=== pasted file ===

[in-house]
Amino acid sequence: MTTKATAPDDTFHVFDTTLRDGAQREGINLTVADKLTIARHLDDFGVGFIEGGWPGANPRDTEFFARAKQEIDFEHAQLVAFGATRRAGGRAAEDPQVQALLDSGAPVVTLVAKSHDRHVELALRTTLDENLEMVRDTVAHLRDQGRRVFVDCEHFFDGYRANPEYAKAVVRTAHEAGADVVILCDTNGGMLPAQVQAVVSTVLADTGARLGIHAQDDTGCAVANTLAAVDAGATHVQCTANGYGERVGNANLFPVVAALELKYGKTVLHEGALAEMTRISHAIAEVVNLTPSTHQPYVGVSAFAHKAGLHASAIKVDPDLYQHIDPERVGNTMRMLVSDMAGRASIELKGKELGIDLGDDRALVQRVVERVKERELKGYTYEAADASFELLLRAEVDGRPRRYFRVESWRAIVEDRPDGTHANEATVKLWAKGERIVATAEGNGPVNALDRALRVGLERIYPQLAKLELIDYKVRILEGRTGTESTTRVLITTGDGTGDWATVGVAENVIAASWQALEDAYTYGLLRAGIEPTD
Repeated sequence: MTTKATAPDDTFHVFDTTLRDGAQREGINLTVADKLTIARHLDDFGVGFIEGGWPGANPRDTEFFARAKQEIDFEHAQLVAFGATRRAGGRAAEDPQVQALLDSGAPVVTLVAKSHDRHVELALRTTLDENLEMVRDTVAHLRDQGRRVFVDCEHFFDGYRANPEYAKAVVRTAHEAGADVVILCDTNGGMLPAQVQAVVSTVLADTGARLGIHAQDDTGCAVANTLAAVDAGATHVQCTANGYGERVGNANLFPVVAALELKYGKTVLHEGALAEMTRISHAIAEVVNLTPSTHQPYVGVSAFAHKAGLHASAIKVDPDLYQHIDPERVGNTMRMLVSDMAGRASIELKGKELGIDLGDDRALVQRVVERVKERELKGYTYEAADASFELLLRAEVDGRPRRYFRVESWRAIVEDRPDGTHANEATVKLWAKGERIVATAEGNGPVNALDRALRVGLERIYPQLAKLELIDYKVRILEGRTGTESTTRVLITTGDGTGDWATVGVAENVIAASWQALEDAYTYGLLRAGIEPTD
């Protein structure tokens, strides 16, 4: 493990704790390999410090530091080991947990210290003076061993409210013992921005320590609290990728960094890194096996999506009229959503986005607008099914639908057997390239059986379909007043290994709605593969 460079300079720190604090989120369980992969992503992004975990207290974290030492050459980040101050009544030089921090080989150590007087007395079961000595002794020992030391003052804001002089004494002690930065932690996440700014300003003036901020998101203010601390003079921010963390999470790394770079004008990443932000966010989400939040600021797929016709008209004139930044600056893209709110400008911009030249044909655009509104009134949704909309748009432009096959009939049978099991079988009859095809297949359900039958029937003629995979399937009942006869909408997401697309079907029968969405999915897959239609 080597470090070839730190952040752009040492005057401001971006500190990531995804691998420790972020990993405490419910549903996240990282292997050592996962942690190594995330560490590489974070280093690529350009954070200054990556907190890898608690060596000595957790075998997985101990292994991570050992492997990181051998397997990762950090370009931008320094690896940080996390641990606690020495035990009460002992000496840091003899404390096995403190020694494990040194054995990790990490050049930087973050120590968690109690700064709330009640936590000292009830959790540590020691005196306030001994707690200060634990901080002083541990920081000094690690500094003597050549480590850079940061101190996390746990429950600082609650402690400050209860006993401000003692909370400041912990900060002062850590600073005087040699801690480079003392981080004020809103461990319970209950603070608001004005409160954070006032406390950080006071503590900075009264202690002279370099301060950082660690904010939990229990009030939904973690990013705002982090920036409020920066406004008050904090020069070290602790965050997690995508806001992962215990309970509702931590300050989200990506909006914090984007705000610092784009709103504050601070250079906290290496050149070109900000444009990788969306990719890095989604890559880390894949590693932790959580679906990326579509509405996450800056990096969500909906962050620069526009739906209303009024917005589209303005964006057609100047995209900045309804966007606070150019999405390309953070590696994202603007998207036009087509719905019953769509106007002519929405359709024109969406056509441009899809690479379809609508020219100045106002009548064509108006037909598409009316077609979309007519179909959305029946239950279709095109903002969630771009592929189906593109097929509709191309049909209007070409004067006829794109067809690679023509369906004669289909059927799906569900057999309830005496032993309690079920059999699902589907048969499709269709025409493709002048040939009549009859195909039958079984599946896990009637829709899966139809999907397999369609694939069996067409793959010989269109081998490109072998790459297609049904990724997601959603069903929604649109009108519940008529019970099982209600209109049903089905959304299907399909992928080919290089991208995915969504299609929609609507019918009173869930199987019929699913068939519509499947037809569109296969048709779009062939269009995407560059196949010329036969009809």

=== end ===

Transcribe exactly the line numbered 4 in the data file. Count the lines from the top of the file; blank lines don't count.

């Protein structure tokens, strides 16, 4: 493990704790390999410090530091080991947990210290003076061993409210013992921005320590609290990728960094890194096996999506009229959503986005607008099914639908057997390239059986379909007043290994709605593969 460079300079720190604090989120369980992969992503992004975990207290974290030492050459980040101050009544030089921090080989150590007087007395079961000595002794020992030391003052804001002089004494002690930065932690996440700014300003003036901020998101203010601390003079921010963390999470790394770079004008990443932000966010989400939040600021797929016709008209004139930044600056893209709110400008911009030249044909655009509104009134949704909309748009432009096959009939049978099991079988009859095809297949359900039958029937003629995979399937009942006869909408997401697309079907029968969405999915897959239609 080597470090070839730190952040752009040492005057401001971006500190990531995804691998420790972020990993405490419910549903996240990282292997050592996962942690190594995330560490590489974070280093690529350009954070200054990556907190890898608690060596000595957790075998997985101990292994991570050992492997990181051998397997990762950090370009931008320094690896940080996390641990606690020495035990009460002992000496840091003899404390096995403190020694494990040194054995990790990490050049930087973050120590968690109690700064709330009640936590000292009830959790540590020691005196306030001994707690200060634990901080002083541990920081000094690690500094003597050549480590850079940061101190996390746990429950600082609650402690400050209860006993401000003692909370400041912990900060002062850590600073005087040699801690480079003392981080004020809103461990319970209950603070608001004005409160954070006032406390950080006071503590900075009264202690002279370099301060950082660690904010939990229990009030939904973690990013705002982090920036409020920066406004008050904090020069070290602790965050997690995508806001992962215990309970509702931590300050989200990506909006914090984007705000610092784009709103504050601070250079906290290496050149070109900000444009990788969306990719890095989604890559880390894949590693932790959580679906990326579509509405996450800056990096969500909906962050620069526009739906209303009024917005589209303005964006057609100047995209900045309804966007606070150019999405390309953070590696994202603007998207036009087509719905019953769509106007002519929405359709024109969406056509441009899809690479379809609508020219100045106002009548064509108006037909598409009316077609979309007519179909959305029946239950279709095109903002969630771009592929189906593109097929509709191309049909209007070409004067006829794109067809690679023509369906004669289909059927799906569900057999309830005496032993309690079920059999699902589907048969499709269709025409493709002048040939009549009859195909039958079984599946896990009637829709899966139809999907397999369609694939069996067409793959010989269109081998490109072998790459297609049904990724997601959603069903929604649109009108519940008529019970099982209600209109049903089905959304299907399909992928080919290089991208995915969504299609929609609507019918009173869930199987019929699913068939519509499947037809569109296969048709779009062939269009995407560059196949010329036969009809």